Israel News

A National Tragedy of our Own Making?

Recently Ha’aretz columnist Ari Shavit published an essay in which he called upon the rational Israeli majority to join forces. He is convinced that our political and national future as a Jewish democratic and peace loving state is not lost. All that we need do is to reach out to one another and join hands politically, affirming the moderate center, in a new national movement of reconciliation and constructive policy advocacy. Unfortunately I think Ari Shavit, expresses wishful thinking about what he would like the basic mind set and aspirations of the Israeli people to be. I think his assumptions are incorrect and his proposals are, at this time, painfully unrealistic.

Yes of course I would like to believe that he is correct that most Israeli Jews do aspire after the idea of a Jewish democratic and just state. Yes of course I would like to believe that ours is an enlightened nation-state that does not harbor ill will towards our neighboring states; nor toward our own minority population groups. But unfortunately this is not the case. Our political and military policy of occupation and articulated viral hatred and distrust of our presumed Arab antagonists, domestic and foreign, has defined our vision as myopic and our role as self defeating.

For all intents and purposes, it appears that the Israeli majority has fallen victim to the forces of psychological terrorism, racism and nationalistic extremism. Our political leaders justify our policies by asserting the need to protect us from certain destruction at the hands of radical extremists near and far. Lest we are unable to see clearly, they tell us, we are surrounded and threatened not only by Islamic fundamentalists from without but equally so by their coreligionists within. Promoting fear is an effective way to divert the popular mind from rational discourse and analysis. The consequence is that we are less what people like Ari Shavit would like us to be than what we have become. And this is a savagely divisive society defined by narrow sectarian, political and ideological interests.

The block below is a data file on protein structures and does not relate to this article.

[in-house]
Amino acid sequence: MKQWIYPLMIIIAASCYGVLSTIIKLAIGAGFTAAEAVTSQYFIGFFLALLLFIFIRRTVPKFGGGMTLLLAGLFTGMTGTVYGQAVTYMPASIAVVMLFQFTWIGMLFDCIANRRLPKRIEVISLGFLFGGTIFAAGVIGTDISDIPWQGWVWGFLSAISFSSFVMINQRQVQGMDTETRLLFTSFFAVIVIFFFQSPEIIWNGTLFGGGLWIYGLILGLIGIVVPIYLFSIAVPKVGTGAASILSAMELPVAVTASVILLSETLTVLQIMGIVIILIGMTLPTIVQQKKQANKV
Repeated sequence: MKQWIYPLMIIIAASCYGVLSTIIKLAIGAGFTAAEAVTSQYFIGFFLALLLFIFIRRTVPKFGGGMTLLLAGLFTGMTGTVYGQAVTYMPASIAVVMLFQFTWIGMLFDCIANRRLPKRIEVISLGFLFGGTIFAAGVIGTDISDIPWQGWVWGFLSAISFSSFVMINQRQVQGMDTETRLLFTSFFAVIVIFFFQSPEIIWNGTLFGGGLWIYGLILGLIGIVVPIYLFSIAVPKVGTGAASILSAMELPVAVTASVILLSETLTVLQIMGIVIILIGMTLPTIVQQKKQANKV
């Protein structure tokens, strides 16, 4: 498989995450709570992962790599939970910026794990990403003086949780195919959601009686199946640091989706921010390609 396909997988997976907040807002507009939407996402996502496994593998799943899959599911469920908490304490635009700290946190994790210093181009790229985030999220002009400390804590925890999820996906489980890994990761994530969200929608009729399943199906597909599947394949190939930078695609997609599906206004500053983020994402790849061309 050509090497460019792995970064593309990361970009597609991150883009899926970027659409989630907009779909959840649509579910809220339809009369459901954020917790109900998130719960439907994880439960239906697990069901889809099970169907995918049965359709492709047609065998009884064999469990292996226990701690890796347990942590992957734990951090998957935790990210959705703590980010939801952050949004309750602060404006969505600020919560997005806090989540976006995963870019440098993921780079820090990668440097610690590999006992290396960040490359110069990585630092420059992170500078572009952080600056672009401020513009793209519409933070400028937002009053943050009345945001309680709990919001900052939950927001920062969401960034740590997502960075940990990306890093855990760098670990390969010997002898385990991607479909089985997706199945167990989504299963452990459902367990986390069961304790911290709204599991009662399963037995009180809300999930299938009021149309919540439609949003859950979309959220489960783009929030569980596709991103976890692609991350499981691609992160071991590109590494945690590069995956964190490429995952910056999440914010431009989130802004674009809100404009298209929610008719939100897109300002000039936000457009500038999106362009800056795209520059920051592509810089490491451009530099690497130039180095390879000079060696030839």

Characteristically, following the terrorist attack in Tel Aviv, our right wing coalition government effectively punished several hundred thousand Palestinians for the outrageous acts of two independent killers. Ten of thousands of entry permits to pray at the Al-Aqsa Mosque now, during the holy month of Ramadan, were cancelled; permits to work in Israel were permanently cancelled for all residents of the village where the terrorists lived and other repressive measures as well. The lead editorial in Ha’aretz on the following day declared “The Only Solution to Palestinian terrorism is the end of the Occupation.” These “acts of collective punishment” the editorial asserted, “will just increase the frustration and hatred among those forced to live under Israeli occupation…The only way to deal with terrorism is by freeing the Palestinian people from the occupation.”

All this is against a background of an obvious increase in frustration with and disbelief in Israeli policies on the part of the international community. Nonetheless our people appear to be nonplussed.They accept as credible the claims of our leaders, that our problems are a consequence of a plot hatched by unrepentant European and American anti-Semites and Islamic fanatics. All we need to do is destroy the BDS movement and we will relieve ourselves of the need to reconsider the wisdom of our policies. How sad it is that we have allowed ourselves to be led by a class of political leaders who in recent weeks in particular have demonstrated just how arrogant, egotistical and self-assured they have become. The very idea that Benjamin Netanyahu and Avigdor Lieberman think that they will win the support and confidence of the European community, the United States and the U.N., simply by saying that they support the two state solution and consider the Arab League peace proposal to be constructive is astounding. Indeed now, just a week or so later the news here headlines the fact that the Prime Minister announced at a meeting of his Likud Party Knesset faction that “Israel will never agree to the Arab Peace Initiative.”